It is widely assumed that decreasing transcription factor DNA-binding affinity reduces transcription initiation by diminishing occupancy of sequence-specific regulatory elements. However, in vivo transcription factors find their binding sites while confronted with a large excess of low-affinity degenerate motifs. Here, using the melanoma lineage survival oncogene MITF as a model, we show that low-affinity binding sites act as a competitive reservoir in vivo from which transcription factors are released by mitogen-activated protein kinase (MAPK)-stimulated acetylation to promote increased occupancy of their regulatory elements. Consequently, a low-DNA-binding-affinity acetylation-mimetic MITF mutation supports melanocyte development and drives tumorigenesis, whereas a high-affinity non-acetylatable mutant does not. The results reveal a paradoxical acetylation-mediated molecular clutch that tunes transcription factor availability via genome-wide redistribution and couples BRAF to tumorigenesis. Our results further suggest that p300/CREB-binding protein-mediated transcription factor acetylation may represent a common mechanism to control transcription factor availability.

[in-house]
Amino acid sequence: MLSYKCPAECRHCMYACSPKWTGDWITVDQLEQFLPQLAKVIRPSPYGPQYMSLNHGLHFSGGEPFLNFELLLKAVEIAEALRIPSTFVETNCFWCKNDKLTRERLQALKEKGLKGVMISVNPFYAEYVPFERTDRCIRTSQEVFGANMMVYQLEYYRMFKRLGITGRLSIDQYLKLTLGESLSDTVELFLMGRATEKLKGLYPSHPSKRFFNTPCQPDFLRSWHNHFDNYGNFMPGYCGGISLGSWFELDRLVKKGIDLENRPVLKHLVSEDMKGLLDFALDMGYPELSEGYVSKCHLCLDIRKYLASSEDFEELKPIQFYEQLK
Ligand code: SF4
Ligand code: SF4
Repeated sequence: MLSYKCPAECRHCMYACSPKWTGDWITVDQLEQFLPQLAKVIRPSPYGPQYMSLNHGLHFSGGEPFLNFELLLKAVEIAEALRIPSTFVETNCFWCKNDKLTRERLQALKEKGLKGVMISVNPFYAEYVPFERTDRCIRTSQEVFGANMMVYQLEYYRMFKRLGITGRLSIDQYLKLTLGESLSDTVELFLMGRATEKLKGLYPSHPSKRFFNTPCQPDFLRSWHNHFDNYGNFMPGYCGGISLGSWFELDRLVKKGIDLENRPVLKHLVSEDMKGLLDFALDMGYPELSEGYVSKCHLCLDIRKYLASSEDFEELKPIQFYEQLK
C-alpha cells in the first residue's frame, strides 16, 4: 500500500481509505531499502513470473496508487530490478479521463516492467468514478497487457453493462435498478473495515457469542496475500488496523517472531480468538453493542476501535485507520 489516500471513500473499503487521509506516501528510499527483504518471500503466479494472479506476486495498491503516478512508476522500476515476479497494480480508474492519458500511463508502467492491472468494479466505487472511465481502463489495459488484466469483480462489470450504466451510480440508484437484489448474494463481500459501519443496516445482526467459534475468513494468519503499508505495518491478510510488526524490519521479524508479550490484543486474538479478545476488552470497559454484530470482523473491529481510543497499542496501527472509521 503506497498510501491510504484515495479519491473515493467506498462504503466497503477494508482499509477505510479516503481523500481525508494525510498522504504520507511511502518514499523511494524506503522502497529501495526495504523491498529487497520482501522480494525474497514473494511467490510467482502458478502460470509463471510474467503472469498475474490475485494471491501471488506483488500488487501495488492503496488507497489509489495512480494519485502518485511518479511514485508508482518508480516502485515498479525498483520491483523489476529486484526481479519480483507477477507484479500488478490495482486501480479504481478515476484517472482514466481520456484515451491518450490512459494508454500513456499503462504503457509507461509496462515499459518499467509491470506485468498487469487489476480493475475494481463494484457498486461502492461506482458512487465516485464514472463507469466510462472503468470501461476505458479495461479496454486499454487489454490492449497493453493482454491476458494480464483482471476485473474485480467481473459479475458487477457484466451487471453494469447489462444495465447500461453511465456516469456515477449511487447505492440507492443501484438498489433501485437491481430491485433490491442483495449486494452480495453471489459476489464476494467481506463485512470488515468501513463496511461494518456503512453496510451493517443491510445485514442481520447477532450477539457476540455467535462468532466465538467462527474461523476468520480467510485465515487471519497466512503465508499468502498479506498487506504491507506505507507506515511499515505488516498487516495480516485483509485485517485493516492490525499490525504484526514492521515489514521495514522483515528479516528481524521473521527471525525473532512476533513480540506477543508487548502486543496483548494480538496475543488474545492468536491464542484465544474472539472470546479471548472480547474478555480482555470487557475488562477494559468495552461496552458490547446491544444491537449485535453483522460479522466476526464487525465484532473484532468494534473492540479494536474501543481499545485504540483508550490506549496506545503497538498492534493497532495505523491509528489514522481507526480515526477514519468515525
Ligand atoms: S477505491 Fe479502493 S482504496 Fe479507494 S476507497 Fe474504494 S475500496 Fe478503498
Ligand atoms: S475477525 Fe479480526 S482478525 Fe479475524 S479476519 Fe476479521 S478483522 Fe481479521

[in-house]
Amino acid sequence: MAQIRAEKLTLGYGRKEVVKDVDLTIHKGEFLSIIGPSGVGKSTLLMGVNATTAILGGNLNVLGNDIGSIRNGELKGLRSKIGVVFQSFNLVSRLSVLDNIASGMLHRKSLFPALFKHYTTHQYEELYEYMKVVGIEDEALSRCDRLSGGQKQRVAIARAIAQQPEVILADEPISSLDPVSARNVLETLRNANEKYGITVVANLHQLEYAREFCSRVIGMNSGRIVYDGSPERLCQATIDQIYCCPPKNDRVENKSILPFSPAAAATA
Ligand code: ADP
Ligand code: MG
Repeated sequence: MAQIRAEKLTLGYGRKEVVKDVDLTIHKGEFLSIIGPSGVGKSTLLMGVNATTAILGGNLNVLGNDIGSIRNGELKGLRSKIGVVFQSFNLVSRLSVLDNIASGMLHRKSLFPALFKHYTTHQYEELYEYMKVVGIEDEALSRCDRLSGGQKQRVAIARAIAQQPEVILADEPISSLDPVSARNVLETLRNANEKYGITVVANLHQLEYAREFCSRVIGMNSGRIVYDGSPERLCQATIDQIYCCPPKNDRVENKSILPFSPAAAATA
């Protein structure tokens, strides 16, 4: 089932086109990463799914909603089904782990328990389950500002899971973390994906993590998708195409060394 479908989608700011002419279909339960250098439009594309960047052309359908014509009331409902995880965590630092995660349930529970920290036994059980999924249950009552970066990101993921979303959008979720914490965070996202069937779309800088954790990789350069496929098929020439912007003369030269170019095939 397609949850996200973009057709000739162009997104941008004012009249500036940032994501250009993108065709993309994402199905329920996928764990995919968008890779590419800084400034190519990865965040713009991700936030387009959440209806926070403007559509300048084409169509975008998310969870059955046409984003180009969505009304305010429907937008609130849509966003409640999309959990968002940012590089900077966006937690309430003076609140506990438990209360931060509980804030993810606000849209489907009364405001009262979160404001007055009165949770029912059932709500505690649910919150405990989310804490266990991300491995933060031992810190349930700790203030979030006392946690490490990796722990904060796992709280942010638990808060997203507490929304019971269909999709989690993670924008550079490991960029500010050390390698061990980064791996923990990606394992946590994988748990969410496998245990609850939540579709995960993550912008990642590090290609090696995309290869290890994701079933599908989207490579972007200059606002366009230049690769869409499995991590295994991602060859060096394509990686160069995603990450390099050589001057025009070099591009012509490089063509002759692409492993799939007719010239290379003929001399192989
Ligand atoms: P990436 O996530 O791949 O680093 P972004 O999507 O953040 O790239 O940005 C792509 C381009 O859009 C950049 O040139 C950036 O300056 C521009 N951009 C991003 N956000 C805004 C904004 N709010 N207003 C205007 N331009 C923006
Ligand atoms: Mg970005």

DNA-binding affinity, E-box, MITF, acetylation, bHLH-LZ, melanocyte, melanoma, transcription factor